EDM170-Professionalism and an Ethic of Care

Module Provider: Institute of Education
Number of credits: 30 [15 ECTS credits]
Terms in which taught: Autumn / Spring / Summer module
Non-modular pre-requisites:
Modules excluded:
Module version for: 2017/8

Module Convenor: Dr Geoff Taggart

Email: g.taggart@reading.ac.uk

Summary module description:
Those working with children and young people (e.g. teachers, early years practitioners, social workers, playworkers, etc.) have often found it difficult to ensure they are perceived as ‘professionals’, in the traditional understanding of professional status. Whilst some occupations (i.e teaching) have had some success in this endeavour, others continue to be seen as forms of low-status work. This lack of consistency threatens to undermine recent attempts in the UK to construct an ‘integrated children’s workforce’, based on common values, skills and knowledge. The module therefore addresses this challenge by creating a community of enquiry within which representatives from different parts of the workforce can share perspectives on the subject of professionalism.
A key question to be considered in the module is the extent to which official attempts to ‘professionalise’ the workforce (e.g through codes of practice or occupational standards) reinforce or undermine the roots of the ‘caring professions’ in virtue ethical dispositions such as care, compassion and public service. In order to address this question, the concept of care is analysed from the perspective of different disciplines.


  • To critically evaluate the ways in which social and economic change impacts upon the constructs of profession and professionalism
  • To promote in-depth understanding of the benefits and challenges involved in the attempt to align professions within the children’s workforce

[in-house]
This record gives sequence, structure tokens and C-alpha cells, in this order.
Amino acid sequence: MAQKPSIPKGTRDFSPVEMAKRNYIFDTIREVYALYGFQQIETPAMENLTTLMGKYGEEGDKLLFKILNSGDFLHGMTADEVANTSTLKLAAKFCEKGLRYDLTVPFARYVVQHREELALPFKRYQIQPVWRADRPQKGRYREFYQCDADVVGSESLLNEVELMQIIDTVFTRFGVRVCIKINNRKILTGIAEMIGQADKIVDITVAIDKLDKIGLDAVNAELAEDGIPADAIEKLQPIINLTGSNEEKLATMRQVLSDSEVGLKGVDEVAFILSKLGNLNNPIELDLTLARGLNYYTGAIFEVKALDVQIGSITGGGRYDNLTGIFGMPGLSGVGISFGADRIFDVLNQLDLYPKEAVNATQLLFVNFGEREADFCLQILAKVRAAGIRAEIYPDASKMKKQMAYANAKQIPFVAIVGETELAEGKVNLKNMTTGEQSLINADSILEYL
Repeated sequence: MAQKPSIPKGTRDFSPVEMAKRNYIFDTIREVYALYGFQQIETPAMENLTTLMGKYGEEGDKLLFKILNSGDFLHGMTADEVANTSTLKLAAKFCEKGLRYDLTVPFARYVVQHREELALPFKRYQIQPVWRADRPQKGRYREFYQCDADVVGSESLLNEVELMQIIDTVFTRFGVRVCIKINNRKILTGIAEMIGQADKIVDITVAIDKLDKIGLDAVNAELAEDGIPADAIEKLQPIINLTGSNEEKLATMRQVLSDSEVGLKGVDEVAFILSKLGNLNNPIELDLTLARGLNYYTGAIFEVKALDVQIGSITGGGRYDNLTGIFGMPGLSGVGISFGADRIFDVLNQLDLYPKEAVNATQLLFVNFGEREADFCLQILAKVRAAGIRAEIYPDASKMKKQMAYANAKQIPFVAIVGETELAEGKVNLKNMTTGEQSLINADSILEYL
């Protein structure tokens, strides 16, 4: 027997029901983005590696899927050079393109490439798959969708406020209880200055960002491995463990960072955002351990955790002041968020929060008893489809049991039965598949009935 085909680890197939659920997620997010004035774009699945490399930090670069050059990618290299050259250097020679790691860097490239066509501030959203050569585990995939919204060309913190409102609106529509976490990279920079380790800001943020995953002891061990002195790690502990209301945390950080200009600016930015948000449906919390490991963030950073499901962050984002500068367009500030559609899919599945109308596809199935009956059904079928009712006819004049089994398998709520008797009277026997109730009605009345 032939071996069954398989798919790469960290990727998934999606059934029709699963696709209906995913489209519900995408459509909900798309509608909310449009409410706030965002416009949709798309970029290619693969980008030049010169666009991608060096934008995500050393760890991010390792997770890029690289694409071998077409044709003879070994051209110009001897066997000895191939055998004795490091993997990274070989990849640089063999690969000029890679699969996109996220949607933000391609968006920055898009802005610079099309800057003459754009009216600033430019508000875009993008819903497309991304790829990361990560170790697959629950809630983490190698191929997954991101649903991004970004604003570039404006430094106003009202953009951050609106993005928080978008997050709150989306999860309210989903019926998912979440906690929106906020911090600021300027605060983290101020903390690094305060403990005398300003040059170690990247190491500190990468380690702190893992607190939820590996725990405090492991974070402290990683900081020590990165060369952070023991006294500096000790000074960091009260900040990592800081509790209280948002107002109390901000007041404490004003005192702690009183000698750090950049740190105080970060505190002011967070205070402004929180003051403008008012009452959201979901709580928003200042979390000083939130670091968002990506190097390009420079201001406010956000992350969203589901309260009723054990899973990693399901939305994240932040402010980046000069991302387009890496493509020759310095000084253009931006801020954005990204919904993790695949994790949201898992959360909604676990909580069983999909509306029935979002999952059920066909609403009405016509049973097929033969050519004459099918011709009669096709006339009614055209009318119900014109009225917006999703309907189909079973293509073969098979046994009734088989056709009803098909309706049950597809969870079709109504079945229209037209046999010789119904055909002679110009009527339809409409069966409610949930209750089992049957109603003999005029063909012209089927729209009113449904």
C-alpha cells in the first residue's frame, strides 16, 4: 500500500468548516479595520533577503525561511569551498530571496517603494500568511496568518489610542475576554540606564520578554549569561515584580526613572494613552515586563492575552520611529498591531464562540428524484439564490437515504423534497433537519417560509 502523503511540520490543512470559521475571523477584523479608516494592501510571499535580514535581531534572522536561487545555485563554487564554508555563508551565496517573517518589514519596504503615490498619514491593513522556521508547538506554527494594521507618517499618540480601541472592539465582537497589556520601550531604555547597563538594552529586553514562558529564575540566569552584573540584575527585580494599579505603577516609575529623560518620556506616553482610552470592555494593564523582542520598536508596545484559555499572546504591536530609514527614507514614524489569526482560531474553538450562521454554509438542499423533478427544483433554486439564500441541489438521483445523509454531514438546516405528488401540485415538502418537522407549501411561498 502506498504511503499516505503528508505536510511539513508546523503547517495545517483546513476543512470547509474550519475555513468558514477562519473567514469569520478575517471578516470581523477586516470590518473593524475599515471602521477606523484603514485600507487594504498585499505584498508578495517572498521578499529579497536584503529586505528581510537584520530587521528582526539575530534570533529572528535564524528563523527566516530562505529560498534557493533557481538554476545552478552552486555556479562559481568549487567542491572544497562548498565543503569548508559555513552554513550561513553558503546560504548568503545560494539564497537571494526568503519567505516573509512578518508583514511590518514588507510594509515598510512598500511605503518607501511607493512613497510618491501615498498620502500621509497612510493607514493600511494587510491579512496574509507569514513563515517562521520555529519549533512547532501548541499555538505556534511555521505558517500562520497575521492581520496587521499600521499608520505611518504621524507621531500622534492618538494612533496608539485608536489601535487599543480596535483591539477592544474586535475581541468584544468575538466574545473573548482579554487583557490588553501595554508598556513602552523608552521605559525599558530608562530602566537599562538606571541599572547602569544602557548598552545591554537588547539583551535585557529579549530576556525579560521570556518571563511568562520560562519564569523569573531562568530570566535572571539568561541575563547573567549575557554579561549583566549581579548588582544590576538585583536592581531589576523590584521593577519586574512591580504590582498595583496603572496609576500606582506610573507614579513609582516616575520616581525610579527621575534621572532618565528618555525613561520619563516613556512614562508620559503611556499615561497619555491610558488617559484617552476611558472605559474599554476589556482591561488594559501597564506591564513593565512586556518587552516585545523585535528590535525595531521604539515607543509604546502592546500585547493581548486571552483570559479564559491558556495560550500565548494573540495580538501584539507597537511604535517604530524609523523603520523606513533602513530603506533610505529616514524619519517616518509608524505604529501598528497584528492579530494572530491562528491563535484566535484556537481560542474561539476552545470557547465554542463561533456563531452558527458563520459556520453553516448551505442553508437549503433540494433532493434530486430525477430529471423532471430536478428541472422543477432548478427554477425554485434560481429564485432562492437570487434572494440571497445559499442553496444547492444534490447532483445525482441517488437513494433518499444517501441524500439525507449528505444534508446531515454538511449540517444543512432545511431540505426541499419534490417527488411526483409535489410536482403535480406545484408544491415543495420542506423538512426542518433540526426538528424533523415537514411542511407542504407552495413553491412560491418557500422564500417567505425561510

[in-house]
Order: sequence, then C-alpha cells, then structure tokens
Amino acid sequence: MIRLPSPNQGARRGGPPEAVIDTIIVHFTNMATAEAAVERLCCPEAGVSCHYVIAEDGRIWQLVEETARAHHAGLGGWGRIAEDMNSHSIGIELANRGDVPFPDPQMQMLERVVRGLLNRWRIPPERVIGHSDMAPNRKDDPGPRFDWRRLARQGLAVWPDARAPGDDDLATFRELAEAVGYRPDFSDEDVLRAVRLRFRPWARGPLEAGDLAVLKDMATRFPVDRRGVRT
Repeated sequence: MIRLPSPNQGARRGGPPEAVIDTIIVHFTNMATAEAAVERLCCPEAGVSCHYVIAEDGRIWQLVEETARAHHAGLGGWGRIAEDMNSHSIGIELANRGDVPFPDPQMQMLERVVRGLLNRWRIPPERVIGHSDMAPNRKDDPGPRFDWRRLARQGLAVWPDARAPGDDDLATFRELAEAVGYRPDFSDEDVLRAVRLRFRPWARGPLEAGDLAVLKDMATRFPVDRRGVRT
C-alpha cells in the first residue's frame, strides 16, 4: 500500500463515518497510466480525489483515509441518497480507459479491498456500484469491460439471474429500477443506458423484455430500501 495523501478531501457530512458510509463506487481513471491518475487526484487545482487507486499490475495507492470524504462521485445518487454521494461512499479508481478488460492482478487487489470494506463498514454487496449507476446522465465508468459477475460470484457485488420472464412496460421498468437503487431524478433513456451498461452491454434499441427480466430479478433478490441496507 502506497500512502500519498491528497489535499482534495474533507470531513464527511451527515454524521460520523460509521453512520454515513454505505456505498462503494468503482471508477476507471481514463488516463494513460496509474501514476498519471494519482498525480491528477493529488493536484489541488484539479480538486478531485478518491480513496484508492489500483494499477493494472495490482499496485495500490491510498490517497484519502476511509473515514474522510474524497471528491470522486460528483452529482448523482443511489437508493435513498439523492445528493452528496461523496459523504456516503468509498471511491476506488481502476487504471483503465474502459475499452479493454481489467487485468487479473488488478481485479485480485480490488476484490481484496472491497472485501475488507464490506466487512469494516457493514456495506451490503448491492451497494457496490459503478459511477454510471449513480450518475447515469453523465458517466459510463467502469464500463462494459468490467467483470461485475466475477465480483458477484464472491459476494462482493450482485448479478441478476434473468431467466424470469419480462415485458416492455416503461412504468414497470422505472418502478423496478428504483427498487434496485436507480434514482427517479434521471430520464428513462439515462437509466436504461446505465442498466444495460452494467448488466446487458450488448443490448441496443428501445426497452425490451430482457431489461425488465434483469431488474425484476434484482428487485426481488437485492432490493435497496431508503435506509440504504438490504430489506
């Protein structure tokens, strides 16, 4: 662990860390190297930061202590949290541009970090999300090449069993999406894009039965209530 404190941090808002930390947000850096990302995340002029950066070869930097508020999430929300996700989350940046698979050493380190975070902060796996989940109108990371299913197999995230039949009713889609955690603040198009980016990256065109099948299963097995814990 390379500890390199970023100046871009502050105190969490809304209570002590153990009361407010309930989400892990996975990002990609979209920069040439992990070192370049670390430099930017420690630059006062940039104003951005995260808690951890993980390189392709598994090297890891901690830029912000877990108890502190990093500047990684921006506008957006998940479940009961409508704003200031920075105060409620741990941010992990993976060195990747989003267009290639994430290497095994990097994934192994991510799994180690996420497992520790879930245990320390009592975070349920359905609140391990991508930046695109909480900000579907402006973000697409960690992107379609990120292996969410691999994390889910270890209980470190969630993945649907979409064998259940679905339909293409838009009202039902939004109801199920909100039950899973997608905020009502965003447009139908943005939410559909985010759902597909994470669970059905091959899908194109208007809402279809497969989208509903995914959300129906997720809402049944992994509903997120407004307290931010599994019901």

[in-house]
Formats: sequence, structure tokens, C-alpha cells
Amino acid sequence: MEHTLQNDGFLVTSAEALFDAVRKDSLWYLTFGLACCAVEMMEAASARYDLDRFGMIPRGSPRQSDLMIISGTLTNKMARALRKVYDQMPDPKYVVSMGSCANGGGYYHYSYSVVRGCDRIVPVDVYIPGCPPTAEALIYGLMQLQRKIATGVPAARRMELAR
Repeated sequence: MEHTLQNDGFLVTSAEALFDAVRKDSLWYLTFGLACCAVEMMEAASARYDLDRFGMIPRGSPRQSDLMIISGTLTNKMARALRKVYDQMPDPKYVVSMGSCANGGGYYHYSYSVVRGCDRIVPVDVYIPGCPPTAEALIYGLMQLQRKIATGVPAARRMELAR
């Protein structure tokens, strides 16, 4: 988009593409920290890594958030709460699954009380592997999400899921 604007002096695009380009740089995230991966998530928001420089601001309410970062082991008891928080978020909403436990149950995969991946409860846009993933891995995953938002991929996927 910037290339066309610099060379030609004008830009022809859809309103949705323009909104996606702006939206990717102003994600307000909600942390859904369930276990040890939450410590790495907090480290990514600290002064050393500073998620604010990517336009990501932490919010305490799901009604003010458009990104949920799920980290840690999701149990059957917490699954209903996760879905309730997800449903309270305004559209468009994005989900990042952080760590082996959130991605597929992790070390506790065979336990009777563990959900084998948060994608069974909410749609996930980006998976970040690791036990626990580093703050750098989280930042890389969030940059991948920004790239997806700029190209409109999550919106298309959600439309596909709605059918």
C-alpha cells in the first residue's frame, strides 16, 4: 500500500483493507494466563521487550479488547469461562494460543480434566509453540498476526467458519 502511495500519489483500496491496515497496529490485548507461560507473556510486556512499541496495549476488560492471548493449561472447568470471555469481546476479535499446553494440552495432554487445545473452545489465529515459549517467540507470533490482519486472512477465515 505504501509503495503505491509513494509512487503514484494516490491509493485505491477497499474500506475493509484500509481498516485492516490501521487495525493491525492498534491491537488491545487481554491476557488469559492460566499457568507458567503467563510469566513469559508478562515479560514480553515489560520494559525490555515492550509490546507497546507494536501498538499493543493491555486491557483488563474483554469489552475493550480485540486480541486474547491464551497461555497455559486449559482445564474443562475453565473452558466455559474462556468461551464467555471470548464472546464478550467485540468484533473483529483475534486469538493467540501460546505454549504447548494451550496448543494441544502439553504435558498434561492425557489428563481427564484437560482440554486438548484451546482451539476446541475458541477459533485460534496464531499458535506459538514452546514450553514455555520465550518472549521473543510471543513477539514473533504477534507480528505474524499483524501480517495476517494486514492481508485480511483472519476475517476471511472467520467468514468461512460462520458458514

• To explore critically the relationship between ‘professionalisation’ and the ethical basis of work with children and young people
  • To promote in-depth understanding of the concept of ‘care’ as it applies to such work

Assessable learning outcomes:
On successful completion of this module participants will be able to:

  • Articulate their own understanding of professionalism and care in the context of multi-disciplinary theory
  • Identify ways in which social and economic change impacts upon professional identities
  • Demonstrate understanding of the sociological, philosophical and psychological theories taught in the module, as related to the student’s research into the construct of professionalism
  • Demonstrate appropriate methods in relation to chosen form of research

Additional outcomes:

  • Students will develop a clearly articulated understanding of professional identity
  • Students will develop an increased understanding of parallel professions within the children’s workforce
  • Students will have increased their ability to communicate complex information in both oral and written communication

Outline content:
The module offers students the opportunity to engage critically with current sociological, psychological and philosophical thinking on the concept of the ‘caring profession’ and, via original research or advanced scholarship, to apply this to their own working contexts. The two constituent elements of the concept represent intertwining themes within the module: